Debate was rife last week as Amazon televised all the English Premier League games for the first time, streaming them online for fans to pick and choose which games they wanted and the question banded around was, is this the way forward for sport?
As a teaser, non-subscribers were offered a free month to come on board, effectively showing games for free and it will be the same when they show more games on Boxing Day.
In an age now where a lot of televised coverage is going online in an attempt to woo potential viewers, is it an avenue for the the Elite League to consider?
Seven of the ten clubs provide a regular stream of the action on their respective home games. An eighth, Nottingham Panthers, dipped their toes in and streamed on YouTube. Glasgow Clan and Guildford Flames have never done this yet.
Each club takes care of their own in-house coverage and charge per game, primarily for away fans to watch their team if they can’t physically be there.
But now that all games are streamed privately to the league to aid in the purposes of gathering stats information and deal with any DOPS issues, wouldn’t a collective EIHL subscription service, akin to NHL Live be the way forward?
It’s a model perhaps more familiar in North America as certain leagues in different sports have their own subscription service, allowing you to watch your own team’s games and any other than might take your interest.
Among ice hockey fans, NHL Live is the go-to service and with games on most nights, it’s one that diehard fans will use and really get their monies worth.
All the teams’ broadcasts are centralised with NHL, who distribute accordingly, but the only down side is if there’s a game being shown in the UK on Premier Sports or FreeSports, it’s geoblocked.
So it got me thinking that, on the back of Amazon trying to blaze a new trail in broadcasting top level English football, should it be something the Elite League could look at as a way of keeping coverage of our league on the airwaves?
The FreeSports deal is sacrosanct and like NHL Live, should be exempt from the live service, but is the centralisation of all the EIHL coverage one that could be of interest and ultimately succeed?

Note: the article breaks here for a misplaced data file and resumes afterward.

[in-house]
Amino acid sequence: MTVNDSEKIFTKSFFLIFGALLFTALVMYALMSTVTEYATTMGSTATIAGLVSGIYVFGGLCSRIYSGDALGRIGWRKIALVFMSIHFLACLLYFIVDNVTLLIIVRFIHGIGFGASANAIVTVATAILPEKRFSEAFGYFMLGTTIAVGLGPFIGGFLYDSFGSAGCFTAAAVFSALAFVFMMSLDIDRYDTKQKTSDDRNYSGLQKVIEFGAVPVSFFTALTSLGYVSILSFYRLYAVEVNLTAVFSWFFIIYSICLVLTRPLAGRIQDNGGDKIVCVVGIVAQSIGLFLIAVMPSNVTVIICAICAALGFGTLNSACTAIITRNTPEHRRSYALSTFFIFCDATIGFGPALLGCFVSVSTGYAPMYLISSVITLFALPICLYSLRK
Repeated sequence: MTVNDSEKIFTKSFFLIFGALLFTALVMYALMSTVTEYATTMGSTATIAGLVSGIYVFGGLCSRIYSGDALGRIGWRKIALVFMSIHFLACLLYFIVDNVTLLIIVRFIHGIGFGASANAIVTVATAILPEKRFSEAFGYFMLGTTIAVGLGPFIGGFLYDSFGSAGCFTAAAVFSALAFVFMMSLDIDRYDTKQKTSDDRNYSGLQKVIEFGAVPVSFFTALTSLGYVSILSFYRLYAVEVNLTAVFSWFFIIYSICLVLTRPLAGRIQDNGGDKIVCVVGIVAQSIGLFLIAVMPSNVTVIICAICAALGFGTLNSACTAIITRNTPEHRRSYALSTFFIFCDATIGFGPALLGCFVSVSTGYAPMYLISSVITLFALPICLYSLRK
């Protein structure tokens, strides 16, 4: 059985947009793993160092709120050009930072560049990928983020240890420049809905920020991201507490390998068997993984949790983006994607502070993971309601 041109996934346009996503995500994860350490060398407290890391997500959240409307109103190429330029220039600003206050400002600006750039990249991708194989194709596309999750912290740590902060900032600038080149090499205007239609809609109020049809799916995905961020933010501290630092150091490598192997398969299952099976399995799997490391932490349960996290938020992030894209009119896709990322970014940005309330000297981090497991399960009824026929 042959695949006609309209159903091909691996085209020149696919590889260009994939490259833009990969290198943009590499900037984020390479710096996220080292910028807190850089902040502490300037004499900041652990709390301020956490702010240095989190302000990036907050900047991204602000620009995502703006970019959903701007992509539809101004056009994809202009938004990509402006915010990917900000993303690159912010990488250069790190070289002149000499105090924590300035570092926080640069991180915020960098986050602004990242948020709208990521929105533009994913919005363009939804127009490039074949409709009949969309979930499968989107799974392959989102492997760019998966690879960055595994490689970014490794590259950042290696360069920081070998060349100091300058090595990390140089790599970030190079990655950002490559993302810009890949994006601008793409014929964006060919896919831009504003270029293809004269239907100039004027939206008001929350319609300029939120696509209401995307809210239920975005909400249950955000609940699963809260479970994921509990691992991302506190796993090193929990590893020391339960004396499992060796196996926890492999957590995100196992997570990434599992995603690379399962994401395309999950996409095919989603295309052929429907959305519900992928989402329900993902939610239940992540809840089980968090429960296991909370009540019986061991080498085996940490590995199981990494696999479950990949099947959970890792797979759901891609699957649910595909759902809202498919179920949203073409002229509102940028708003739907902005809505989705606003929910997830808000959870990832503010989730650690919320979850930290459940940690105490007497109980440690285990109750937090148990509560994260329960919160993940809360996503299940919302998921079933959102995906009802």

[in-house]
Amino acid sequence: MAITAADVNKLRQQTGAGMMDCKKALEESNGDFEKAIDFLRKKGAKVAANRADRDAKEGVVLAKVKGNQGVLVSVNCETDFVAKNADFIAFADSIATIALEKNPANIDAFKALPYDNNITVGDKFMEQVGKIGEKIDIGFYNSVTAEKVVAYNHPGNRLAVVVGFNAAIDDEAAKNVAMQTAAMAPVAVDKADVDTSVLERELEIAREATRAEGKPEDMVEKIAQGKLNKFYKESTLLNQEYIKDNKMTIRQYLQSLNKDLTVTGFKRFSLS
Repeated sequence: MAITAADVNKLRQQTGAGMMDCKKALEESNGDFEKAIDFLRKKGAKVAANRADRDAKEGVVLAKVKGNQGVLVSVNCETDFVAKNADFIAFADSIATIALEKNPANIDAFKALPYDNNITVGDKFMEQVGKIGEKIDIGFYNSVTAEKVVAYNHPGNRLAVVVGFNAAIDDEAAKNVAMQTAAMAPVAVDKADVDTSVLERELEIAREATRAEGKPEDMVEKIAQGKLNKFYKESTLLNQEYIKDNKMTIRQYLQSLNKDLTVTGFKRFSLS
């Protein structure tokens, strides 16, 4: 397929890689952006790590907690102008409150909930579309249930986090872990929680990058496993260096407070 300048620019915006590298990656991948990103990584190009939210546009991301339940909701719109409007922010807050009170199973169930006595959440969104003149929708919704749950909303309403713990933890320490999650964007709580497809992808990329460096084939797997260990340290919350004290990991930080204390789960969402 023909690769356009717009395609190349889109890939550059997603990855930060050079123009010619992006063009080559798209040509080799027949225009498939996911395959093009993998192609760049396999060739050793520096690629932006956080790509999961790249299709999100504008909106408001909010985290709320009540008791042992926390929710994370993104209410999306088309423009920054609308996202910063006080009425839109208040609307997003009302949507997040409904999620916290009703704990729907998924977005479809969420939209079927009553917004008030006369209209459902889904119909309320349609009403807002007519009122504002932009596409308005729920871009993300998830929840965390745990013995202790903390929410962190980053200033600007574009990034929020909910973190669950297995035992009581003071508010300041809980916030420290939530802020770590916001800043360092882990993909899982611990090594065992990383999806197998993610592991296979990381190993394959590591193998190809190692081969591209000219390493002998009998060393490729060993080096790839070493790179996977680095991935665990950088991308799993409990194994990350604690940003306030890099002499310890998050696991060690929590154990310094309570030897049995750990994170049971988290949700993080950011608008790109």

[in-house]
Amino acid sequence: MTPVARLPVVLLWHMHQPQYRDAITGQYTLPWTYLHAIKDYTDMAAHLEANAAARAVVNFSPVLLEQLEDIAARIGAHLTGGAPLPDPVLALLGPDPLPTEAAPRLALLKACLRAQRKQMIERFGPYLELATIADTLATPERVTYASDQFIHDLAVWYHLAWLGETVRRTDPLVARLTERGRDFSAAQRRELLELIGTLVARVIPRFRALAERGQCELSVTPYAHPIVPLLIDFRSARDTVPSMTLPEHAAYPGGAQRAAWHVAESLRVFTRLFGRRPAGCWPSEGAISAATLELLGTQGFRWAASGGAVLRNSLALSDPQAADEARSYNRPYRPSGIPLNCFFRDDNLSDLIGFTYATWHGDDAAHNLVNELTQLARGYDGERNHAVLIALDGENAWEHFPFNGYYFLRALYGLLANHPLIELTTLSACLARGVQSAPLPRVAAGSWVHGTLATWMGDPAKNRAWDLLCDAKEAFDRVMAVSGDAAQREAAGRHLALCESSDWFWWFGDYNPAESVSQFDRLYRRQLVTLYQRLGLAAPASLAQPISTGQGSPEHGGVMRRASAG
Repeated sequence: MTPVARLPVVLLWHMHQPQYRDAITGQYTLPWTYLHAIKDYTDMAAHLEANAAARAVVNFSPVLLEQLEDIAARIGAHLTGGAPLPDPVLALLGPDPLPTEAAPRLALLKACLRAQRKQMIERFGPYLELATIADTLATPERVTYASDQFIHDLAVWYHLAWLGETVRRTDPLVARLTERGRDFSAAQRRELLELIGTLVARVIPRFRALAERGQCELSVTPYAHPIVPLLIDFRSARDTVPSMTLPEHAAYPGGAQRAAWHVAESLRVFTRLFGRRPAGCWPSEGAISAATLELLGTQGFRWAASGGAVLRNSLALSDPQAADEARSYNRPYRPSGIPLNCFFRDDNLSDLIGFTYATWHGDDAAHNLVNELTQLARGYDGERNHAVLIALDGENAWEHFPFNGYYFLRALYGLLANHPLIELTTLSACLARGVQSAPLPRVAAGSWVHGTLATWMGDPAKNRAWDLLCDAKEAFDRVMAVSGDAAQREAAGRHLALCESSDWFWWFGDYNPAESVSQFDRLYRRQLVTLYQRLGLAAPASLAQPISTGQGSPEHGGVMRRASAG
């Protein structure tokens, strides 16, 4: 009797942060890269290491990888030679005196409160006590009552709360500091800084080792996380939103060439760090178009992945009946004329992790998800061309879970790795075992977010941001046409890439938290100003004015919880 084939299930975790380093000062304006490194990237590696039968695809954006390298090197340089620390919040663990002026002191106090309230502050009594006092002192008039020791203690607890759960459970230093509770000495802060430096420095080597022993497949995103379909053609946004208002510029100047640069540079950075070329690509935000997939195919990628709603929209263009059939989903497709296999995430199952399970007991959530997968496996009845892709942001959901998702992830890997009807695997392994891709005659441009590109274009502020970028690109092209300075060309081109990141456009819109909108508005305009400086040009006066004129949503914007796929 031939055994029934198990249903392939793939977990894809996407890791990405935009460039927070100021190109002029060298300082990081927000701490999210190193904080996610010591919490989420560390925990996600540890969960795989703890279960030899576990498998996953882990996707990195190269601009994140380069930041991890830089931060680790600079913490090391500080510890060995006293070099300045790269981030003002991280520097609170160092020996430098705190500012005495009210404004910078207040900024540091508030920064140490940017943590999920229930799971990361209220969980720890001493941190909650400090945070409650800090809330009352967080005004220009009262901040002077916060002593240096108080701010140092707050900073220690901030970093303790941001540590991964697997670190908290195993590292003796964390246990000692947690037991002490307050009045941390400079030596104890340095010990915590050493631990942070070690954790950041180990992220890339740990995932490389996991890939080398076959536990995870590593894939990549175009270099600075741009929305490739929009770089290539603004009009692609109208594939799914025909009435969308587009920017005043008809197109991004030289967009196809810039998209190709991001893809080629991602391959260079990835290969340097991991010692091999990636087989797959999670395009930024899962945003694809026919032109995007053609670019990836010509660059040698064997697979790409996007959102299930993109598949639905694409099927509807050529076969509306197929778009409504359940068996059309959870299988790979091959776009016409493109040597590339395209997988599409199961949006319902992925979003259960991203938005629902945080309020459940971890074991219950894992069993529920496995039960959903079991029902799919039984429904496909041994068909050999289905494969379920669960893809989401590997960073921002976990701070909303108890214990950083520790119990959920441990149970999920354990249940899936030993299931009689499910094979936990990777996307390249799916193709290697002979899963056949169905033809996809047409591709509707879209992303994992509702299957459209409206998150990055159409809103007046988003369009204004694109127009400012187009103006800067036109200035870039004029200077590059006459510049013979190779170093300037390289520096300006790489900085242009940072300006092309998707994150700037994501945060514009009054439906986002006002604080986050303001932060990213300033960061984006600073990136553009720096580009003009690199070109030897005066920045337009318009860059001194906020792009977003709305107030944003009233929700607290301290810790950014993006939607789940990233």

If NHL are charging $199.99 (just over £150) for over 1,000 regular season games, Winter Classic, Stadium Series and Stanley Cup play-off games or $29.99 per month, roughly £22.82 as well, then why isn’t there an equivalent EIHL model?
There wouldn’t be as many games for a start, plus including the Challenge Cup ties and perhaps play-off semi finals at least, depending on the TV deal in place.
Compared to the NHL, there would be roughly 400 EIHL games, give or take televised games and I reckon something the fans would get behind, instead of having to cough up anywhere between £10 and £15 per webcast.
If you make it viable and cost effective, people will go for it.
The down side is obviously attendance figures, which is the bread and butter of the Elite League and naturally all the owners would need convincing of this, which is probably why it will be a non-starter.
But if the Amazon model in this country proves to be a success, who’s to say in maybe five-ten years time, the discussion is on the table to open up Elite League ice hockey as an online subscription service? The times are changing in televised sport after all.
It’s a knockout!
I’ve had my grumbles about the Challenge Cup issues so it’s a change of pace from me this week to say that I’m looking forward to seeing how the quarter finals pan out.
We’ve had the silliness of the groups and the ‘Pick Your Opponent’ system so now it’s time for the cold, hard action we all love to see.
Dundee and Glasgow complete their mini-series and by the end of the week, we’ll have one confirmed semi finalist.
Nottingham and Guildford could be a fascinating affair, especially considering the Flames put Panthers out last year in the last four and both sides having just played each other yesterday.
Plus you’ve got Sheffield Steelers, surprisingly having never won this competition in the Elite League era against an improving Manchester Storm side. Somehow this won’t be as straight forward as some people may think.
All four ties have the potential to be crackers so let’s hope they all live up to their billing in what’s going to be a big week.
LISTEN: This week’s British Ice Hockey podcast – something more straight down the middle for fans
Excuse the self indulgence, but I hope you’ve all been listening to our very own podcast, which has been on the go for the last three months or so now. We try to being as many interviews from across the spectrum as we can.
Ben Hughes, our presenter, has done a terrific job with it and it’s worth subscribing for anyone who likes something straight down the middle when it comes to their choice of listening.
There are so many club-generated podcasts around, we wanted to bring something a little more central that would appeal to all fans.
A lot of the clubs are getting on board with it as well so it’s a place where’ll hear from the coaches and players up and down the leagues and the country as we try to bring you something different.
If you skip by the questionable Scottish guy who’s on it at the start, it’s a good listen, bringing you perspectives from all over and makes you aware of things you didn’t know was going on.
So, please check it out if you haven’t yet. This week’s episode is just above the start of this segment and you can subscribe and download on Apple Podcasts, Spotify, Castbox, Audioboom, Google podcasts or Deezer.